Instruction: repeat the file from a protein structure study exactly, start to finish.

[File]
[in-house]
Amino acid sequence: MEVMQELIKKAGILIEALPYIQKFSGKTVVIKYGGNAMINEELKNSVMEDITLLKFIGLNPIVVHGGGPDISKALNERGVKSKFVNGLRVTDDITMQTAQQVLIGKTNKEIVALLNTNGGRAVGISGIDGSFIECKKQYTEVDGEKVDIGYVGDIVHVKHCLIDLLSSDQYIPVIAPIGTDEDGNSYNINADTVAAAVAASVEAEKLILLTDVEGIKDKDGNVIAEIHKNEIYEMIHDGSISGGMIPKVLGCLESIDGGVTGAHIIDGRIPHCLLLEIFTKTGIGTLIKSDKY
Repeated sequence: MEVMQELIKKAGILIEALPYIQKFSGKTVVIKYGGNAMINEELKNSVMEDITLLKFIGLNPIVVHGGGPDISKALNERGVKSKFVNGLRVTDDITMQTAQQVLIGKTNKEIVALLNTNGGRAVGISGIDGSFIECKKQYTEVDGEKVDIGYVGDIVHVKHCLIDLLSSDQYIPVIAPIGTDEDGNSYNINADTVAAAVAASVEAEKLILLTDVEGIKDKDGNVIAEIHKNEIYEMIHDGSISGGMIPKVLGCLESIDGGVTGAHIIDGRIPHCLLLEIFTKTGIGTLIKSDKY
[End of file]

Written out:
[in-house]
Amino acid sequence: MEVMQELIKKAGILIEALPYIQKFSGKTVVIKYGGNAMINEELKNSVMEDITLLKFIGLNPIVVHGGGPDISKALNERGVKSKFVNGLRVTDDITMQTAQQVLIGKTNKEIVALLNTNGGRAVGISGIDGSFIECKKQYTEVDGEKVDIGYVGDIVHVKHCLIDLLSSDQYIPVIAPIGTDEDGNSYNINADTVAAAVAASVEAEKLILLTDVEGIKDKDGNVIAEIHKNEIYEMIHDGSISGGMIPKVLGCLESIDGGVTGAHIIDGRIPHCLLLEIFTKTGIGTLIKSDKY
Repeated sequence: MEVMQELIKKAGILIEALPYIQKFSGKTVVIKYGGNAMINEELKNSVMEDITLLKFIGLNPIVVHGGGPDISKALNERGVKSKFVNGLRVTDDITMQTAQQVLIGKTNKEIVALLNTNGGRAVGISGIDGSFIECKKQYTEVDGEKVDIGYVGDIVHVKHCLIDLLSSDQYIPVIAPIGTDEDGNSYNINADTVAAAVAASVEAEKLILLTDVEGIKDKDGNVIAEIHKNEIYEMIHDGSISGGMIPKVLGCLESIDGGVTGAHIIDGRIPHCLLLEIFTKTGIGTLIKSDKY